Steep learning curves are sexy.
From the outside, all you see is seemingly infinite growth. New information, new connections, new ideas – things so new to you, you literally don’t possess the processing capabilities to imagine them right now.
It was one of the things I looked forward to most when I was thinking about joining this place. (Though if I’m being totally honest, I worried they were just saying the right things.)
Maybe it’s the light speed intelligence of the people here, maybe it’s the planet-sized brains on our clients, or maybe it’s just a B2B thing – whatever it is, this might be one of the steepest learning curves I’ve ever been on.
I know this because it’s made me realise something about steep learning curves that I’d never noticed before:
What steep learning curves feel like
I’m probably best defined by an internal battle between constant curiosity and chronic laziness. The curiosity makes me want to devour as many new things as I can fit in my big mouth.
The laziness makes me want to do so in record time and with minimal effort or impact on my delicate, but unwieldy ego.
The trouble for me was that, on the steep-ass learning curve that comes with super-focused colleagues and hyper-intelligent clients, there is absolute no room for laziness and even less room for egos.
Briefings and input calls with domain experts are probably the most humbling experiences you can put yourself through. Because it’s not just the exact product or issue you’re tackling in that one conversation – it’s the fucking universe of inter related products and issues that led up to the discussion.
Which means you aren’t just learning about the thing you’re selling, you’re also building a framework – from scratch – of stories and mistakes and competitors and legends that have made the thing you’re selling relevant.
It’s an avalanche of new data and if you aren’t careful, you’ll feel like you’re getting buried. My first few calls and meetings with a client of ours that’s right at the forefront of big data and cloud computing had me feeling like someone learning how to surf for the first time.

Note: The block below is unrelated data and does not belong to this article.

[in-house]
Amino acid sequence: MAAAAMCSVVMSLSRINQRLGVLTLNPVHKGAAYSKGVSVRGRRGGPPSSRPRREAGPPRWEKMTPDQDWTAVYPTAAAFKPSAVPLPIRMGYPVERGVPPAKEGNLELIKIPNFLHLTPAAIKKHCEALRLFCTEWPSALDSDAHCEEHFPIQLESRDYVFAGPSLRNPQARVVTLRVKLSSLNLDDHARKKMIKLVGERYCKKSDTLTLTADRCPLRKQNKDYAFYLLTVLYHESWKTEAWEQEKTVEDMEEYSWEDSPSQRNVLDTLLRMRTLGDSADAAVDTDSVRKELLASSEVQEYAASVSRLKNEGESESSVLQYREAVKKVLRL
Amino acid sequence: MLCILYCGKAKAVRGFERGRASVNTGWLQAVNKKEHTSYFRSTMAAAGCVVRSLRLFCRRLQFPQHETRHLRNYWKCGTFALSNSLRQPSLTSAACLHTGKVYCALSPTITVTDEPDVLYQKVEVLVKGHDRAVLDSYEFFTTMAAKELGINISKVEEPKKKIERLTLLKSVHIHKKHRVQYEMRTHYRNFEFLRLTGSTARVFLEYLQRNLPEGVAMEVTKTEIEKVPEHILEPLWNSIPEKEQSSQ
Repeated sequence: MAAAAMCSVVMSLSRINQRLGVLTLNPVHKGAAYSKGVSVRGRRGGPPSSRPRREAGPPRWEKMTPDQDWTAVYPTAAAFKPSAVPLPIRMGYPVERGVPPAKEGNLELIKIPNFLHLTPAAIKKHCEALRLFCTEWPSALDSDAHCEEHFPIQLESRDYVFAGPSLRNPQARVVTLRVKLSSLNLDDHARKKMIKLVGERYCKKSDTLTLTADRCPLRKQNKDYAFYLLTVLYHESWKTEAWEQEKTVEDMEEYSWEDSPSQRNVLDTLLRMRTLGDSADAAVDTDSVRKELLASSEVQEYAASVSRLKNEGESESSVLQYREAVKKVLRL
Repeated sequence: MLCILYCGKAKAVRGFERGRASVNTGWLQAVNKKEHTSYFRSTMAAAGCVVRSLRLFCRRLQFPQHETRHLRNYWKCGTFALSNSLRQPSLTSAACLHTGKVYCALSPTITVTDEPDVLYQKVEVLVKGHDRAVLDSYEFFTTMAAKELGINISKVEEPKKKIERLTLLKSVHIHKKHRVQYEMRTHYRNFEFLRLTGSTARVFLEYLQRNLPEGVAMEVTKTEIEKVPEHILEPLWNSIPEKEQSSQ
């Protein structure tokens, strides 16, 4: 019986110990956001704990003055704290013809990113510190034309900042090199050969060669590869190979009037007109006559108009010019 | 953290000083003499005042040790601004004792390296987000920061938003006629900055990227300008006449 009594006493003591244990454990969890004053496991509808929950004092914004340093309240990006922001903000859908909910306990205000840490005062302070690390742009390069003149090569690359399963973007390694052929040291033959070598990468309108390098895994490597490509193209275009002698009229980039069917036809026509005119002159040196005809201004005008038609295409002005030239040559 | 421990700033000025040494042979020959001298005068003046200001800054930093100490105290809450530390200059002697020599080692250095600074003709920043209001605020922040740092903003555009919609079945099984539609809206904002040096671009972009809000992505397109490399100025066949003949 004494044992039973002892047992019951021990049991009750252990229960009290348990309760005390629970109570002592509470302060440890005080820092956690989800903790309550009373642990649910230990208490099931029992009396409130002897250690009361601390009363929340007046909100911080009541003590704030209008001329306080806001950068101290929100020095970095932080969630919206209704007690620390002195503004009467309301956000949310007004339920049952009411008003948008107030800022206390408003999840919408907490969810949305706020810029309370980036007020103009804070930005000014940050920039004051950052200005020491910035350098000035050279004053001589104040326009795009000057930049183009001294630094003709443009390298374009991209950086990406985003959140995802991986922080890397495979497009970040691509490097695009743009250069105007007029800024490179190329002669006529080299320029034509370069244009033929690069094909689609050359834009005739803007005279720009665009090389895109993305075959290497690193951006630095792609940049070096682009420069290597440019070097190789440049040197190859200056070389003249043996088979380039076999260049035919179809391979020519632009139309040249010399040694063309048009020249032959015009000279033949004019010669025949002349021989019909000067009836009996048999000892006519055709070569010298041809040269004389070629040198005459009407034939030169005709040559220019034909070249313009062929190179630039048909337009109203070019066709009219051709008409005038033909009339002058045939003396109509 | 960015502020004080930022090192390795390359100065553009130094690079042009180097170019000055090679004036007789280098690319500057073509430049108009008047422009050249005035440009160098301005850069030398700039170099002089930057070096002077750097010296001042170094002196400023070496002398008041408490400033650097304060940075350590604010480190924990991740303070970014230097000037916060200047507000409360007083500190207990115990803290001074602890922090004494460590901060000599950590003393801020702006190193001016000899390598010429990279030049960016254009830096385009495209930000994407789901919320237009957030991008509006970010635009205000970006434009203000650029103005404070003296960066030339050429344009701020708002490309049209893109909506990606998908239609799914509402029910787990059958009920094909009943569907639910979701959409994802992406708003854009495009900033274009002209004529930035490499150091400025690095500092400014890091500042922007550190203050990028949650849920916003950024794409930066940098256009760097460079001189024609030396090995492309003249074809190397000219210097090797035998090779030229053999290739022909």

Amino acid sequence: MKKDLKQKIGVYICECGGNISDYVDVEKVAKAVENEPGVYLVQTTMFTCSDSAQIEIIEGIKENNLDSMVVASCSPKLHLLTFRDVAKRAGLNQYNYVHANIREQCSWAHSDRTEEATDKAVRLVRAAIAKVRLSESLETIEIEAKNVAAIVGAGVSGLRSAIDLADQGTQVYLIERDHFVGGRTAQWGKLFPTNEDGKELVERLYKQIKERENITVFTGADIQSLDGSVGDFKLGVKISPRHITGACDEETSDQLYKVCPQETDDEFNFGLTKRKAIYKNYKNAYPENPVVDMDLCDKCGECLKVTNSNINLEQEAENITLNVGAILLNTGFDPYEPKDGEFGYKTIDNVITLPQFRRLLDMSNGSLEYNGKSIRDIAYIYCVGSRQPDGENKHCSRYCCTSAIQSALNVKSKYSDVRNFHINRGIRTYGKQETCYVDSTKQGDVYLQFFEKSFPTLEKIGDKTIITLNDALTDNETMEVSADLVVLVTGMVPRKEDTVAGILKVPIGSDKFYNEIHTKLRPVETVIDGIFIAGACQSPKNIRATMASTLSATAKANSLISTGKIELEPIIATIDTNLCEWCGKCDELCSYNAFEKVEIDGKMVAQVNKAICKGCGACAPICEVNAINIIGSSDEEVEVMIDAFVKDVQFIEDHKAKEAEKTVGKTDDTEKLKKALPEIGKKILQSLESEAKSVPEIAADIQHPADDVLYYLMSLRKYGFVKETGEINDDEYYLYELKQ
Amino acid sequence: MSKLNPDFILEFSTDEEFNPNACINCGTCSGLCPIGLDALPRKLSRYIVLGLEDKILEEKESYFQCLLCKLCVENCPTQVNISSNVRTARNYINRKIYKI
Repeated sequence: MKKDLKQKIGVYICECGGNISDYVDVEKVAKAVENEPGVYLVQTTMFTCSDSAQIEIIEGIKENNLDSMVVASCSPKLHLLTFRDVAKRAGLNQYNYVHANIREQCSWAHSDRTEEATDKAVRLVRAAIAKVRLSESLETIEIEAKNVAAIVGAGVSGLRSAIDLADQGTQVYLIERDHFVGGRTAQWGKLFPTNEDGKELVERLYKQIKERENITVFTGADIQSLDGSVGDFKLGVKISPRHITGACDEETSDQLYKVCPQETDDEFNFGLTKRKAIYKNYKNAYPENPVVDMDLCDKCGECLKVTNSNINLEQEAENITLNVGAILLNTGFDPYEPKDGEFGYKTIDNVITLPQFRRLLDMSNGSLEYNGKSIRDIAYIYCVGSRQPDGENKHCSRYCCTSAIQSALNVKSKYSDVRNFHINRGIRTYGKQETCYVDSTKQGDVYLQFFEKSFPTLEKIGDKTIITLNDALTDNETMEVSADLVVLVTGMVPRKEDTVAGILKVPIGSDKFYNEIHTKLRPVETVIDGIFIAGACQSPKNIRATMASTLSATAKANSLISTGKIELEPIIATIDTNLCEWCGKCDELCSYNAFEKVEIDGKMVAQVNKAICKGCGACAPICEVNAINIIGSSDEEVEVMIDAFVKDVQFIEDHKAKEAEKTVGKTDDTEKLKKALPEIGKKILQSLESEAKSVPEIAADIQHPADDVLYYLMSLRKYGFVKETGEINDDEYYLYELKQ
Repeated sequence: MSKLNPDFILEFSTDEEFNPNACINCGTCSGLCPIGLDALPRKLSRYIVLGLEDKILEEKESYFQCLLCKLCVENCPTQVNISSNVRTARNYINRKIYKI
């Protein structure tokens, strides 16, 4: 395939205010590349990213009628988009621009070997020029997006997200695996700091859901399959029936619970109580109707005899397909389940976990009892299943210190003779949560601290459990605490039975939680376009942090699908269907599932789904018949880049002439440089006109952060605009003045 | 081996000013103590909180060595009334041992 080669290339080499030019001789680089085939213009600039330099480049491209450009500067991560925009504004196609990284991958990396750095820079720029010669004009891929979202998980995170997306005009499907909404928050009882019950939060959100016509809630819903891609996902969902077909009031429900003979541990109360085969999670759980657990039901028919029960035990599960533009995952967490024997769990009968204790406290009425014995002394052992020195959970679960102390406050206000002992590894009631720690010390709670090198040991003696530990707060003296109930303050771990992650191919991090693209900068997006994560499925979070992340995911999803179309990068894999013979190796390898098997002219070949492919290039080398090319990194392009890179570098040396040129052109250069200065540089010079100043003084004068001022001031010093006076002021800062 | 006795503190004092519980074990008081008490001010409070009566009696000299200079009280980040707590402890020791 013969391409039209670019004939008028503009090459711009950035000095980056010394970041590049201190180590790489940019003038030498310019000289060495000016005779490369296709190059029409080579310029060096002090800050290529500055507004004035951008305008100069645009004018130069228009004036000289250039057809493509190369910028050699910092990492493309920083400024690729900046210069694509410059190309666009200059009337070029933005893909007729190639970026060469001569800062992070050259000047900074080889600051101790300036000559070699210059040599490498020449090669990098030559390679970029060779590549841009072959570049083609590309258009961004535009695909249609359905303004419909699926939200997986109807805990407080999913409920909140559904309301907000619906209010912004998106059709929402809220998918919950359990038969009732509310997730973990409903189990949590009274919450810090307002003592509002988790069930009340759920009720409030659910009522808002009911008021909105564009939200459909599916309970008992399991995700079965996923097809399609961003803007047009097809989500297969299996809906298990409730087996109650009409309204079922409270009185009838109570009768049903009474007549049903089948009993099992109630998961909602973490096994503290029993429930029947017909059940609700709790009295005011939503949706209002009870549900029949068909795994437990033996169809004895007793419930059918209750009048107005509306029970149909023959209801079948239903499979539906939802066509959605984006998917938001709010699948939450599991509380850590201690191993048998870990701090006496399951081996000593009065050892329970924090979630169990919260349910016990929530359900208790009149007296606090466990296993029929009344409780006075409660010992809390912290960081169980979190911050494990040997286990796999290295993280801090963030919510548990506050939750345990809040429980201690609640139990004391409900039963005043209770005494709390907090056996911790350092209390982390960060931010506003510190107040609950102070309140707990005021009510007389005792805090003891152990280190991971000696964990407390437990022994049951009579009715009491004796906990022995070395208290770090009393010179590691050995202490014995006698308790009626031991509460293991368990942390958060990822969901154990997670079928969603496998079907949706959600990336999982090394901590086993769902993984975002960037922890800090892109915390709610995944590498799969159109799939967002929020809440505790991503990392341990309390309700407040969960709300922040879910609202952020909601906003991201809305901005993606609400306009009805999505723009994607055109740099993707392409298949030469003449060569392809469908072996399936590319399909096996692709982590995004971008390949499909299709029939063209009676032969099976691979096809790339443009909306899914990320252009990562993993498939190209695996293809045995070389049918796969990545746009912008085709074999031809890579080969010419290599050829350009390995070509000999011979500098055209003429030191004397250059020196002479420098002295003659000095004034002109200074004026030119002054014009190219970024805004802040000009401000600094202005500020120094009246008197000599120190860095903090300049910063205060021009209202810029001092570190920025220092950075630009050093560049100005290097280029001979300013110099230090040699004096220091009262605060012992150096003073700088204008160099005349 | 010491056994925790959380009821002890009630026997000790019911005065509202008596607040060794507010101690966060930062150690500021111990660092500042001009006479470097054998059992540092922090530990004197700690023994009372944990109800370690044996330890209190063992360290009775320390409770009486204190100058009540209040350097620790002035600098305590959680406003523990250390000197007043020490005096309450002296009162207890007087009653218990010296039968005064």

Harsh, salty water spraying in through every facial orifice, while I weakly attempted to stand on the flimsiest of surfaces and ride a wave that clearly didn’t give a shit whether or not I was riding it.
The thing about steep learning curves
You don’t really hear all that much about the actual trauma of being on a steep learning curve. Let me be very clear – that trauma is necessary and in no uncertain terms, thrilling. It’s the single funnest, most rewarding experience I’ve ever had.
Because no win feels as good as a win you had to fight for your life for.
But it would be foolish to pretend that fighting for your life isn’t difficult and stressful and tiring. While you’re in the ring it can feel gloomy and dark and lonely as hell. I spend something like 85% of my time feeling like the biggest idiot in the room and the remaining 15% licking the wounds to my ego.
Even worse, any time I look back at the things I worked on just a few weeks ago, I instantly regret most of the choices I made. It’s the price you pay for gaining new information at a rapid pace. I’m smarter today, but I can’t ignore how dumb I was yesterday.
I struggle with the steep learning curve a lot, as I imagine almost everyone does. So let me sum up what I’ve learned so far on the unrelentingly steep learning curve that is B2B content marketing. These are lessons for myself but I hope they help someone else too:
- If you’re feeling nauseous, you’re in the right place.
- The only way is up – down is done and uninteresting.
- Do not look behind you and expect comfort – only difficult lessons.
- Fear and self-loathing is a slippery slope that is both natural and unforgiving – exchange it for borderline delusional positivity.
- Victory will be sweet, rewarding and fleeting. When comfortable, move on.
- At any given point in time, you either love the vertigo or you don’t.
That last point is worth expanding on. A buddy of mine recently got promoted out of a small town in Texas and sent to his company’s New York office. On the face of it, it seemed like he’d be leaving a place where he’d experience lesser growth, to go to New York – the epitome of fast paced madness.
What actually happened though, was that he got promoted out of an incredibly steep learning curve into a more comfortable upward trajectory at the company’s headquarters. And now he’s bored. As hard as he’s still having to work, he’s hardly learning.
The flurry of learning and productivity that comes with a steep learning curve is almost addictive to people who love it. And while the promise of comfort and stability can be alluring when you’re tired and stressed out, it probably won’t be as much fun. If you can live with that, great.
But if you love chaos, pain and excitement, go to where the personal growth is. My personal recommendation would be to grab a brown paper bag and have a go at B2B content marketing.
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